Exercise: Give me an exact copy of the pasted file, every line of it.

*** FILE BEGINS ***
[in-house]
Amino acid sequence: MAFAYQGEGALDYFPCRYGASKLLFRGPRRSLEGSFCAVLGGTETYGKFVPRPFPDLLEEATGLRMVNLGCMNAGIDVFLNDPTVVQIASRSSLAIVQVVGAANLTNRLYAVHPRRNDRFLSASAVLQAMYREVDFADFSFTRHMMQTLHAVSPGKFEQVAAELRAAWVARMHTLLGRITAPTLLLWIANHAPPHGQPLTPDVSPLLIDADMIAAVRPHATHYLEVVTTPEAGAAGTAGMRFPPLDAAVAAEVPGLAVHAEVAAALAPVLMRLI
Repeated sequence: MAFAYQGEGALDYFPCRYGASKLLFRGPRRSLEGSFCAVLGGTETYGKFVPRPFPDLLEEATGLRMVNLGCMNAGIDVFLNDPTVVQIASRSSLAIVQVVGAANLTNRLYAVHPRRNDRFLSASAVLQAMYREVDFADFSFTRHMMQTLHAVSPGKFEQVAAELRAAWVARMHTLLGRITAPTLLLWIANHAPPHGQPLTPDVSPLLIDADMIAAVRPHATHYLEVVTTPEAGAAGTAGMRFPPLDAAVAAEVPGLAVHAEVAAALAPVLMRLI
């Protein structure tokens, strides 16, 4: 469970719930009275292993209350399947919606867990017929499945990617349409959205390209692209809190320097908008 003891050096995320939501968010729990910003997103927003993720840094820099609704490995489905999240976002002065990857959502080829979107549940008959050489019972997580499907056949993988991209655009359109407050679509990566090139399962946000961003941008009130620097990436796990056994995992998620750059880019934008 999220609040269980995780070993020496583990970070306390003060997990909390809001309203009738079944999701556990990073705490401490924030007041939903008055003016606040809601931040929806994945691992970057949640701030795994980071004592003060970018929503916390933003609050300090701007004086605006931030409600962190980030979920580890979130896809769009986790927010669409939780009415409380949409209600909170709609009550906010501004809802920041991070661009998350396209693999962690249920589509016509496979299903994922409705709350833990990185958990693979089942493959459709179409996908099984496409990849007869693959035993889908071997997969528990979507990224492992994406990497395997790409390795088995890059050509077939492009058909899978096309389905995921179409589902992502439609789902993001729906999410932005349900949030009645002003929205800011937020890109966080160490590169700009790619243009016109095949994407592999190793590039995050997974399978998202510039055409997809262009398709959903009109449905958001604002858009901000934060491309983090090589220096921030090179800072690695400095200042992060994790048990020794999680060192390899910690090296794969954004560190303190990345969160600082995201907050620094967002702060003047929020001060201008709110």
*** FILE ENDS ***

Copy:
[in-house]
Amino acid sequence: MAFAYQGEGALDYFPCRYGASKLLFRGPRRSLEGSFCAVLGGTETYGKFVPRPFPDLLEEATGLRMVNLGCMNAGIDVFLNDPTVVQIASRSSLAIVQVVGAANLTNRLYAVHPRRNDRFLSASAVLQAMYREVDFADFSFTRHMMQTLHAVSPGKFEQVAAELRAAWVARMHTLLGRITAPTLLLWIANHAPPHGQPLTPDVSPLLIDADMIAAVRPHATHYLEVVTTPEAGAAGTAGMRFPPLDAAVAAEVPGLAVHAEVAAALAPVLMRLI
Repeated sequence: MAFAYQGEGALDYFPCRYGASKLLFRGPRRSLEGSFCAVLGGTETYGKFVPRPFPDLLEEATGLRMVNLGCMNAGIDVFLNDPTVVQIASRSSLAIVQVVGAANLTNRLYAVHPRRNDRFLSASAVLQAMYREVDFADFSFTRHMMQTLHAVSPGKFEQVAAELRAAWVARMHTLLGRITAPTLLLWIANHAPPHGQPLTPDVSPLLIDADMIAAVRPHATHYLEVVTTPEAGAAGTAGMRFPPLDAAVAAEVPGLAVHAEVAAALAPVLMRLI
């Protein structure tokens, strides 16, 4: 469970719930009275292993209350399947919606867990017929499945990617349409959205390209692209809190320097908008 003891050096995320939501968010729990910003997103927003993720840094820099609704490995489905999240976002002065990857959502080829979107549940008959050489019972997580499907056949993988991209655009359109407050679509990566090139399962946000961003941008009130620097990436796990056994995992998620750059880019934008 999220609040269980995780070993020496583990970070306390003060997990909390809001309203009738079944999701556990990073705490401490924030007041939903008055003016606040809601931040929806994945691992970057949640701030795994980071004592003060970018929503916390933003609050300090701007004086605006931030409600962190980030979920580890979130896809769009986790927010669409939780009415409380949409209600909170709609009550906010501004809802920041991070661009998350396209693999962690249920589509016509496979299903994922409705709350833990990185958990693979089942493959459709179409996908099984496409990849007869693959035993889908071997997969528990979507990224492992994406990497395997790409390795088995890059050509077939492009058909899978096309389905995921179409589902992502439609789902993001729906999410932005349900949030009645002003929205800011937020890109966080160490590169700009790619243009016109095949994407592999190793590039995050997974399978998202510039055409997809262009398709959903009109449905958001604002858009901000934060491309983090090589220096921030090179800072690695400095200042992060994790048990020794999680060192390899910690090296794969954004560190303190990345969160600082995201907050620094967002702060003047929020001060201008709110």